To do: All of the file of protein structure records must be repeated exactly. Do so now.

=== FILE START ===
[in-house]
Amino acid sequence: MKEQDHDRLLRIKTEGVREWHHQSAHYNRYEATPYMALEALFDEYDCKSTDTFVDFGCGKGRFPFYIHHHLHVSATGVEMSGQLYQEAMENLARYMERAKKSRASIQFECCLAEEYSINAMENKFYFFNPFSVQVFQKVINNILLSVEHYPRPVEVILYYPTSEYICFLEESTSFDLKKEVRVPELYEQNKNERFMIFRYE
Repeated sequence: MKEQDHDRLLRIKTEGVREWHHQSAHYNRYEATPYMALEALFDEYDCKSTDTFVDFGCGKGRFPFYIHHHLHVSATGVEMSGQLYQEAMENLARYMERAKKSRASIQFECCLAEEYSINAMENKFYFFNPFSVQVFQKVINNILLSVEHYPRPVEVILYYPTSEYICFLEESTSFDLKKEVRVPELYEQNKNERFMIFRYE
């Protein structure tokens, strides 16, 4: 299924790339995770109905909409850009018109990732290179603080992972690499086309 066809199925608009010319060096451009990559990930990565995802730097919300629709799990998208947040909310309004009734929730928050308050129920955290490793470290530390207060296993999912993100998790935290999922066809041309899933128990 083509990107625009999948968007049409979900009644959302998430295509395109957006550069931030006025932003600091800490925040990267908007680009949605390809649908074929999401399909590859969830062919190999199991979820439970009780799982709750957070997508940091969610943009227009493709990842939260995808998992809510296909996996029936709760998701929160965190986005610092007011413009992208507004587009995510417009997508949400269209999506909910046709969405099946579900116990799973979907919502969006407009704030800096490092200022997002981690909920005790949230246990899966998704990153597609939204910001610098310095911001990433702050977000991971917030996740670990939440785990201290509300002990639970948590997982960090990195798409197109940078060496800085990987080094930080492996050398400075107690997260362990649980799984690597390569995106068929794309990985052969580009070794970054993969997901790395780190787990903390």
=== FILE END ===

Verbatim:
[in-house]
Amino acid sequence: MKEQDHDRLLRIKTEGVREWHHQSAHYNRYEATPYMALEALFDEYDCKSTDTFVDFGCGKGRFPFYIHHHLHVSATGVEMSGQLYQEAMENLARYMERAKKSRASIQFECCLAEEYSINAMENKFYFFNPFSVQVFQKVINNILLSVEHYPRPVEVILYYPTSEYICFLEESTSFDLKKEVRVPELYEQNKNERFMIFRYE
Repeated sequence: MKEQDHDRLLRIKTEGVREWHHQSAHYNRYEATPYMALEALFDEYDCKSTDTFVDFGCGKGRFPFYIHHHLHVSATGVEMSGQLYQEAMENLARYMERAKKSRASIQFECCLAEEYSINAMENKFYFFNPFSVQVFQKVINNILLSVEHYPRPVEVILYYPTSEYICFLEESTSFDLKKEVRVPELYEQNKNERFMIFRYE
């Protein structure tokens, strides 16, 4: 299924790339995770109905909409850009018109990732290179603080992972690499086309 066809199925608009010319060096451009990559990930990565995802730097919300629709799990998208947040909310309004009734929730928050308050129920955290490793470290530390207060296993999912993100998790935290999922066809041309899933128990 083509990107625009999948968007049409979900009644959302998430295509395109957006550069931030006025932003600091800490925040990267908007680009949605390809649908074929999401399909590859969830062919190999199991979820439970009780799982709750957070997508940091969610943009227009493709990842939260995808998992809510296909996996029936709760998701929160965190986005610092007011413009992208507004587009995510417009997508949400269209999506909910046709969405099946579900116990799973979907919502969006407009704030800096490092200022997002981690909920005790949230246990899966998704990153597609939204910001610098310095911001990433702050977000991971917030996740670990939440785990201290509300002990639970948590997982960090990195798409197109940078060496800085990987080094930080492996050398400075107690997260362990649980799984690597390569995106068929794309990985052969580009070794970054993969997901790395780190787990903390």